• However, the second chambers in our States have proved to be ornamental superfluities which a poor country like India can ill afford. The members of the Legislative Council also owe allegiance to one party or the other and eventually act according to the dictates of a party to which they belong.
  • Hence, it is being widely held that we should do away with this expensive and otherwise superfluous legislative appendage. The states of Punjab, Andhra Pradesh and West Bengal, have already abolished the Legislative Councils. Time is not far off when all such second chambers will be abolished in the remaining states


Straddling national interests with digital norms on facial recognition technology

Paper: III

For Prelims: Facial recognition technology.

For Mains: Awareness in the fields of IT, Space, Computers, Robotics, Nano-technology, Bio technology and issues relating to Intellectual Property Rights.

Context of News:

  • Recently Google CEO advocated for banning of facial recognition technologies as of now before these technologies can be relooked to ensure the safety in terms of privacy.
  • Recent support for a temporary ban on facial recognition technologies seems uncharacteristic. It is not often that companies developing a technology call for its ban.
  • Their interest is in promoting the use of technology, not proscribing it. Not every one of the leading tech companies agree with Google on facial recognition.

Facial recognition technology:

  • A facial recognition system is a technology capable of identifying or verifying a person from a digital image or a video frame from a video source. Other applications include advanced human computer interaction, video surveillance, automatic indexing of images, and video database, among others.
  • Facial recognition technology uses a database of photos, such as mug shots and driver’s license photos to identify people in security photos and videos. It uses biometrics to map facial features and help verify identity through key features of the face.

Concerns Related to Facial Recognition Technologies:

  • Lack of Regulation:
  • The main reason for concerns amongst citizens is the lack of regulations surrounding the use of facial recognition technology. Many are worried about how accurate the technology is and if there are biases and misinformation in these technologies. One issue, for example, is that the technology has been proven in multiple studies to be inaccurate at identifying people of color, especially black of different colour and ethnicity.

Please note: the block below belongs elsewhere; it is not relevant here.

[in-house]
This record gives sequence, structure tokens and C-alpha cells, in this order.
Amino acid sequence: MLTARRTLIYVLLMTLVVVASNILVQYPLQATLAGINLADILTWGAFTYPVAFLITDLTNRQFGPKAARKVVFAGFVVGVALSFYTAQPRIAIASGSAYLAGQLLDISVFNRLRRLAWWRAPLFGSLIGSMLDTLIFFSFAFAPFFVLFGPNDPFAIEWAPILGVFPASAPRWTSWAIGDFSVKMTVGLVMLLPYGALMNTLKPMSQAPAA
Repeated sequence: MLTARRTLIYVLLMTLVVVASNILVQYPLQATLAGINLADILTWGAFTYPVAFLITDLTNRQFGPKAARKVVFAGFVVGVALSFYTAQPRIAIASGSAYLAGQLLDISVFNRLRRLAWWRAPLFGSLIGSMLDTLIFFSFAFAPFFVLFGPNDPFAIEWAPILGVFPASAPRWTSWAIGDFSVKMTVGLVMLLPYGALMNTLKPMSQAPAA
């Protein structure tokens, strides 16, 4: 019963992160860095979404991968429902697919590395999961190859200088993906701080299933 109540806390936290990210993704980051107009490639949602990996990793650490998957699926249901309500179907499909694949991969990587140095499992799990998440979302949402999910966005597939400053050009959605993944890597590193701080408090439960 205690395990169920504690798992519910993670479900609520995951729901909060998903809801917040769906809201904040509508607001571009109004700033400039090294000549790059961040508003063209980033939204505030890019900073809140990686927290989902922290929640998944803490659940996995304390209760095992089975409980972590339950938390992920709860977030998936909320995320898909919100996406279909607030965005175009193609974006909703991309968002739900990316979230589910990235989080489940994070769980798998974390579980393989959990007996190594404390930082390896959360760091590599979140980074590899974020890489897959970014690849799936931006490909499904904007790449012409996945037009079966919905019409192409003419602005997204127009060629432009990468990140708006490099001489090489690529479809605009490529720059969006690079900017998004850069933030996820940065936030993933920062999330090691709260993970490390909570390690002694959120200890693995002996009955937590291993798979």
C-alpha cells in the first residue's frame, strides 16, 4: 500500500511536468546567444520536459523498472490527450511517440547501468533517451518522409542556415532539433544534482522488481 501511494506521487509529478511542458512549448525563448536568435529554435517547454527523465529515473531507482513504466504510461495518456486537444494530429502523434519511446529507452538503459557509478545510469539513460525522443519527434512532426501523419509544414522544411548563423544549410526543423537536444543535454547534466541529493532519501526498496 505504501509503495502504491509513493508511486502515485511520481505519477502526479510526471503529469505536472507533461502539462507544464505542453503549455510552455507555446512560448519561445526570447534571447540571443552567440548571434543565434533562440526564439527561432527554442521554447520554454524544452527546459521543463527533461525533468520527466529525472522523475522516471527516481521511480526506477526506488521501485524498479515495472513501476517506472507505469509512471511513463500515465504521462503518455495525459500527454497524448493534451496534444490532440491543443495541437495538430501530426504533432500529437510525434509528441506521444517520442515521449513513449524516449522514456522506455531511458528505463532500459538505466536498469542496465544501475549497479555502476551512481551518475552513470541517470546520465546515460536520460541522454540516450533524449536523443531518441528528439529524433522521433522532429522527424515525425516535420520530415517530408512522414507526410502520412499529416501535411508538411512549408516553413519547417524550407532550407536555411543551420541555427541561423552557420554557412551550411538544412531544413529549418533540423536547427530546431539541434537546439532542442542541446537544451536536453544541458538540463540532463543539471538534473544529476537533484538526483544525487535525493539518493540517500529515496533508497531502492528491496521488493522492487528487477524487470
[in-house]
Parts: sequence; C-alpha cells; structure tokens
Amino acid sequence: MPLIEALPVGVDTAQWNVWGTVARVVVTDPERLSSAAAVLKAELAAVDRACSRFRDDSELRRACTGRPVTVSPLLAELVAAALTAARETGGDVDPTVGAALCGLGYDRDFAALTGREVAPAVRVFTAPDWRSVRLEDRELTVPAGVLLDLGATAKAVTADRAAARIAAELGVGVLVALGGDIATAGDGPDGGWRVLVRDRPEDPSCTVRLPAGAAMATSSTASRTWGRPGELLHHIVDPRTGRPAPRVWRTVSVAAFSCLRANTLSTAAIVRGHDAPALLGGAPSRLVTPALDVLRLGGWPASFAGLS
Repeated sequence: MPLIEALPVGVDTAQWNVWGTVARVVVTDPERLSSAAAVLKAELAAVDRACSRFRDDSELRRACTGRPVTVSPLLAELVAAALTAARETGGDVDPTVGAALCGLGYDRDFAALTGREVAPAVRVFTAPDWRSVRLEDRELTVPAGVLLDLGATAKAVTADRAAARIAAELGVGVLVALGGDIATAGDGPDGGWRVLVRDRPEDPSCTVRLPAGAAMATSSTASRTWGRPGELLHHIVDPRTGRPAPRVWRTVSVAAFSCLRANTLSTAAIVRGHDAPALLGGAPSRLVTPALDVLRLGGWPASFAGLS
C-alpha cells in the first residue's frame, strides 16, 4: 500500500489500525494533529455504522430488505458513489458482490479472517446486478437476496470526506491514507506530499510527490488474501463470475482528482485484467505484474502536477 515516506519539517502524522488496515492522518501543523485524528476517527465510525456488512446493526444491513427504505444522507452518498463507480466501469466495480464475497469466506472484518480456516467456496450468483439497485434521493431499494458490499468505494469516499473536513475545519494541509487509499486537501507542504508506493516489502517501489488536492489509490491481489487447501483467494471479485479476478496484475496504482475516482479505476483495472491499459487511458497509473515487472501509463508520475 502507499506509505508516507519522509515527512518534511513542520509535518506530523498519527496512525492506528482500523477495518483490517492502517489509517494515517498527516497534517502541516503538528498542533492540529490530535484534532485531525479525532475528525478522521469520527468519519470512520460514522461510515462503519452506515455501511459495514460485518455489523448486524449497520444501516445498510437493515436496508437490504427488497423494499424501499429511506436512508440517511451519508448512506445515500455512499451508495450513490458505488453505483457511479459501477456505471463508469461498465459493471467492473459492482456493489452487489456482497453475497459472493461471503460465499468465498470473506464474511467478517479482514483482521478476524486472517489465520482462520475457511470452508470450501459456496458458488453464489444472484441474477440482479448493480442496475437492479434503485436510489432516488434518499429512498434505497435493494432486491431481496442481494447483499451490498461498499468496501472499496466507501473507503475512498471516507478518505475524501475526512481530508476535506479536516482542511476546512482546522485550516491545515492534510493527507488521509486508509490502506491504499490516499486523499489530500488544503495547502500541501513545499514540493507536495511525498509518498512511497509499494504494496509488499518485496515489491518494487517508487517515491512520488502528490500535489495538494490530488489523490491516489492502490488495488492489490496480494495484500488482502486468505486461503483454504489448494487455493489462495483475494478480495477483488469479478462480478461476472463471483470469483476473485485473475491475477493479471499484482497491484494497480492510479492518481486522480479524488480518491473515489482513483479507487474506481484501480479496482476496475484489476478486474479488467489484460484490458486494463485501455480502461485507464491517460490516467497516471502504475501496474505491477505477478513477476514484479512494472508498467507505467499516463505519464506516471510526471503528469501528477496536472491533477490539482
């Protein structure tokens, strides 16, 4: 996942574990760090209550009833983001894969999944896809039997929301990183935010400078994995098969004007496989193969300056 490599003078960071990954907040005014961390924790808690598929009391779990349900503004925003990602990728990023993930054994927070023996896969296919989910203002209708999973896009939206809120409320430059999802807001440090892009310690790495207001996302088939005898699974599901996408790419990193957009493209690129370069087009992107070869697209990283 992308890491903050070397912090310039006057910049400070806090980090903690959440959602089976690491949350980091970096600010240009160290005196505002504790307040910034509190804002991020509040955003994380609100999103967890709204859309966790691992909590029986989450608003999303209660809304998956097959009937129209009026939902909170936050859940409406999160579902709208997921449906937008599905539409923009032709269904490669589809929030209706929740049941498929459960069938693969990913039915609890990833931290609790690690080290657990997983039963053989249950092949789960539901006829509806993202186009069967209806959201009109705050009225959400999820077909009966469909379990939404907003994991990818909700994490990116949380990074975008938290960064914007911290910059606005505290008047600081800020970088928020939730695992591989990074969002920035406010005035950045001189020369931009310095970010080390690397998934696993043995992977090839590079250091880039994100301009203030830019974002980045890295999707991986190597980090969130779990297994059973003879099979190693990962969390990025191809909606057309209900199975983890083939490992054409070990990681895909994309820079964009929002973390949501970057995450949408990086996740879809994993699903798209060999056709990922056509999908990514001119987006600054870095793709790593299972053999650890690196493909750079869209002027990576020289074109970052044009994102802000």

• Safety and security issue:
  • Problem is not only misidentifying someone leading to wrongful convictions. Problem also lies in the manner this date is being used, which are damaging to our society by being abused by law enforcement for things like constant surveillance of the public. E.g. Chinese government is already using facial recognition to arrest jaywalkers and other petty crimes that cause debate amongst what is considered basic civil rights and privacy issues versus protecting the public. Accuracy and accountability are necessary when it comes to the use of technology, especially regarding the justice system.
  • The concerns have not gone unnoticed by politicians and many countries have started to create legislation around these issues.

Way Forward:

  • Law enforcement agencies around the world are claiming that the use of facial recognition software helps keep dangerous criminals off the streets, but advocates say that there is no checks and balances when it comes to the system and above more privacy issue can’t be compromised in order to ensure safety and security of citizenry.
  • Looking at the present situation of use of facial recognition system; Facial recognition really doesn’t have a place in society. It’s deeply invasive, and from our perspective, the potential harm to society and human liberties far outweigh the potential benefits.
  • With the vast number of concerns and privacy issues surrounding facial recognition software and its use, cities around the world, we will face more dilemmas as law enforcement agencies will attempt to tackle these issues. AI and facial recognition technology are only growing and they can be powerful and helpful tools when used correctly, but can also cause harm with privacy and security issues. Lawmakers will have to balance this and determine when and how facial technology will be utilized and monitor the use, or in some cases abuse, of the technology.